Part Catholic-themed cosplay, part Tobias Forge solo project, Ghost have quickly become known for their one-of-a-kind mixture of rock opera-style theatrics, hair metal-esque riffage, proggy pretensions and goofball psychedelia. Then came a weird period of identity-revealing legal issues. That didn't exactly set the stage for a happy-go-lucky studio project, but Forge hinted at what was to come when he shifted from the character of Papa Emeritus to Cardinal Copia. An invitingly dark brand of humor runs through Prequelle, much of which is set during the Black Plague era, and that ends up giving Ghost a refreshing new depth. Nick DeRiso

Melvins - Pinkus Abortion Technician

Melvins haven't changed their slab-heavy musical focus; instead, more recently, they've brought in a series of intriguing collaborators to add new wrinkles to Buzz Osbourne and Dale Crover's reliably pulverizing sounds. Here, Melvins bassist Steve McDonald is joined by Jeff Pinkus, who rose to fame with the Butthole Surfers. That informs everything from the song selection to the album title, which references Pinkus' first album with the Surfers. The bassist wrote or co-wrote four of the songs on Pinkus Abortion Technician; two other songs are Butthole Surfers covers. The results tend to feel more like a one-off jam session – there's a Beatles cover too, for some reason – rather than a proper album. But that doesn't mean it's not a whole lot of fun. Nick DeRiso

Sleep - The Sciences

Reunions can be fraught affairs, filled with worries that old heroes can't reach old heights again. Then there are times when bands get back together and use received knowledge gained in the meantime to leverage new momentum: That's Sleep, whose 2018 album The Sciences clearly regains confidence, focus and drive from interim successes with High on Fire (Matt Pike), OM (Al Cisneros) and Neurosis (Jason Roeder). This is still a band that wears its influences on their sleeves – in a particularly delicious moment, they mention entering the "Iommisphere" – but in no small way, Sleep have claimed a spot on the metal compass for themselves. They were, and now are again, the essential stoner-doom band. Nick DeRiso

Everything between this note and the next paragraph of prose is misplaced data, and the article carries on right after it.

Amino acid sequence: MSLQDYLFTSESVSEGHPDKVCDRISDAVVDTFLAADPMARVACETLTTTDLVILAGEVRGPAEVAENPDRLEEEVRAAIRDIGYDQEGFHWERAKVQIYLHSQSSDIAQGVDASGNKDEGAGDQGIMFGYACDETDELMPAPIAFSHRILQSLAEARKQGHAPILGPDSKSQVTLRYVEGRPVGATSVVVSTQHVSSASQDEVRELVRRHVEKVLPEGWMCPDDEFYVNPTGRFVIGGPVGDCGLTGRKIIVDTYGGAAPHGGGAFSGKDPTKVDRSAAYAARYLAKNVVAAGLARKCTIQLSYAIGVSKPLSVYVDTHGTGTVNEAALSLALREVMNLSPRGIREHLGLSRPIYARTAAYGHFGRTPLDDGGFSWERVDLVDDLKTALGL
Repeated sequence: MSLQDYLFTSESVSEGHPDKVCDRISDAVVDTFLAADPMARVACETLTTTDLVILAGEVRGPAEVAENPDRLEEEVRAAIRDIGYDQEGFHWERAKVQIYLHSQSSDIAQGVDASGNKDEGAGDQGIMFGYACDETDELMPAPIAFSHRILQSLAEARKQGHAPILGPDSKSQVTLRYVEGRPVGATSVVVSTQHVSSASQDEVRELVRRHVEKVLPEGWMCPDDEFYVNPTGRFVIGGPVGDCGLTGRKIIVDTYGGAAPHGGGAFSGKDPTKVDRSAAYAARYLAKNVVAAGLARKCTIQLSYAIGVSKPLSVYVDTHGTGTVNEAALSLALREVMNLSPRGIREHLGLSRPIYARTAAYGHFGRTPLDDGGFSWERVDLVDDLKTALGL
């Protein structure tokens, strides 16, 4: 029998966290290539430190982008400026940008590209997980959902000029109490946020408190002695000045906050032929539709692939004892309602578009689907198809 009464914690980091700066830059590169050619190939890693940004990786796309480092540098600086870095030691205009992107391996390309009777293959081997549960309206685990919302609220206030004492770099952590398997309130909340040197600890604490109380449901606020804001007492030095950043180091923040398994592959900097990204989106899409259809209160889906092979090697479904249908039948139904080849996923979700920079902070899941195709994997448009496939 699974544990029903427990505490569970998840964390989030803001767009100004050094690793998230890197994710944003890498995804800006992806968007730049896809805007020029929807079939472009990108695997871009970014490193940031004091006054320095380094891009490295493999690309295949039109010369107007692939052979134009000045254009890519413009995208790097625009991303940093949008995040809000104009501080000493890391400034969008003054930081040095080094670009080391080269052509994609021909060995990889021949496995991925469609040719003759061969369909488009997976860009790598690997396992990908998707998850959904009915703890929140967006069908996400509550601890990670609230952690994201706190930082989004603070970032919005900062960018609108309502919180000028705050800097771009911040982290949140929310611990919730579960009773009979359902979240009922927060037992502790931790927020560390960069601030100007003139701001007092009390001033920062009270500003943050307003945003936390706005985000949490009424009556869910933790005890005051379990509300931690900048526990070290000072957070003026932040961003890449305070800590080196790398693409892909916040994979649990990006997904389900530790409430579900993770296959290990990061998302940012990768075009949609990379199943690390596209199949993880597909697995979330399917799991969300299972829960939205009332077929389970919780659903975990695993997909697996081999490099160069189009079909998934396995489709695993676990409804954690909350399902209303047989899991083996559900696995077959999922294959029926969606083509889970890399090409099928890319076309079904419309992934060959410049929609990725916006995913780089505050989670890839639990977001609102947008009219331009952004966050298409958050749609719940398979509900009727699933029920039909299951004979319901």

Jack White - Boarding House Reach

They don't make records like this anymore. Boarding House Reach recalls an era when bands closed themselves up in studios, let their imaginations wander and emerged with double albums – heck, triple albums. This is the sound of bygone freedom, of patient studio bosses and piles of imagination-sparking drugs and very real arguments being made for spoken-word interludes, sound collages and drum solos. Similarly, Boarding House Reach is revealed in the end as an admirable mess, capturing in a snapshot every element of an artist's restless muse – including the ones that don't work. See, there's a reason they don't make albums like this anymore: They're all over the place. Nick DeRiso

Uncle Acid and the Deadbeats - Wasteland